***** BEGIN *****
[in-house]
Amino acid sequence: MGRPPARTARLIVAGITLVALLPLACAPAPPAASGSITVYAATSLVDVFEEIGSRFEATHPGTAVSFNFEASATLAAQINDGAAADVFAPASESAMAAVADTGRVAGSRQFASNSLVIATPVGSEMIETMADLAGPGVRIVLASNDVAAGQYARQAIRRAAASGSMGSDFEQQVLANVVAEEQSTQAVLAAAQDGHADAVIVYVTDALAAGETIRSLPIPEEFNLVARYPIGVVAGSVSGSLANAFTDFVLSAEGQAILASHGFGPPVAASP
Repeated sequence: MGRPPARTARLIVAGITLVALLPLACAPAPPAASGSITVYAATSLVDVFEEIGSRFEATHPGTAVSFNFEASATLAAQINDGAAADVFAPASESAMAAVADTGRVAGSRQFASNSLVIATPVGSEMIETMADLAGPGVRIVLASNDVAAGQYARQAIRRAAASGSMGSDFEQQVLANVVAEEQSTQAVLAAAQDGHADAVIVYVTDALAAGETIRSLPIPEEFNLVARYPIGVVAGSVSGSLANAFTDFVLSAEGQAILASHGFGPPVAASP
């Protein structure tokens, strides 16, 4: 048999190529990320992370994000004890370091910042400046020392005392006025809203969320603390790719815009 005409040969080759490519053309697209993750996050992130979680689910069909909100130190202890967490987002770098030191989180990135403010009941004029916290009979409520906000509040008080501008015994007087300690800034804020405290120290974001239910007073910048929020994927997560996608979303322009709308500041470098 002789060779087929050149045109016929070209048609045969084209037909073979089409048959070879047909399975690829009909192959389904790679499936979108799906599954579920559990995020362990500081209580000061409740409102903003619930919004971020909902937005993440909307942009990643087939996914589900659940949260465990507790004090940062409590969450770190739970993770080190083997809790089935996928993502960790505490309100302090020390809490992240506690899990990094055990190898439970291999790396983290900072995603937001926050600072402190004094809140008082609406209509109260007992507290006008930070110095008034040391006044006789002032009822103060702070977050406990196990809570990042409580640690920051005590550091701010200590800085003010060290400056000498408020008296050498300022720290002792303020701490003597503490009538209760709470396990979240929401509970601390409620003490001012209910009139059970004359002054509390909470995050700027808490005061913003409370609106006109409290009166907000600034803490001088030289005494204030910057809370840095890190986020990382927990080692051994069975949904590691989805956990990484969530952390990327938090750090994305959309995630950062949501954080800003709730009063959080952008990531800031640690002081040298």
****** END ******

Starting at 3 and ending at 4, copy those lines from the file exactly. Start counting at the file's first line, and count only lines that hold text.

Repeated sequence: MGRPPARTARLIVAGITLVALLPLACAPAPPAASGSITVYAATSLVDVFEEIGSRFEATHPGTAVSFNFEASATLAAQINDGAAADVFAPASESAMAAVADTGRVAGSRQFASNSLVIATPVGSEMIETMADLAGPGVRIVLASNDVAAGQYARQAIRRAAASGSMGSDFEQQVLANVVAEEQSTQAVLAAAQDGHADAVIVYVTDALAAGETIRSLPIPEEFNLVARYPIGVVAGSVSGSLANAFTDFVLSAEGQAILASHGFGPPVAASP
């Protein structure tokens, strides 16, 4: 048999190529990320992370994000004890370091910042400046020392005392006025809203969320603390790719815009 005409040969080759490519053309697209993750996050992130979680689910069909909100130190202890967490987002770098030191989180990135403010009941004029916290009979409520906000509040008080501008015994007087300690800034804020405290120290974001239910007073910048929020994927997560996608979303322009709308500041470098 002789060779087929050149045109016929070209048609045969084209037909073979089409048959070879047909399975690829009909192959389904790679499936979108799906599954579920559990995020362990500081209580000061409740409102903003619930919004971020909902937005993440909307942009990643087939996914589900659940949260465990507790004090940062409590969450770190739970993770080190083997809790089935996928993502960790505490309100302090020390809490992240506690899990990094055990190898439970291999790396983290900072995603937001926050600072402190004094809140008082609406209509109260007992507290006008930070110095008034040391006044006789002032009822103060702070977050406990196990809570990042409580640690920051005590550091701010200590800085003010060290400056000498408020008296050498300022720290002792303020701490003597503490009538209760709470396990979240929401509970601390409620003490001012209910009139059970004359002054509390909470995050700027808490005061913003409370609106006109409290009166907000600034803490001088030289005494204030910057809370840095890190986020990382927990080692051994069975949904590691989805956990990484969530952390990327938090750090994305959309995630950062949501954080800003709730009063959080952008990531800031640690002081040298």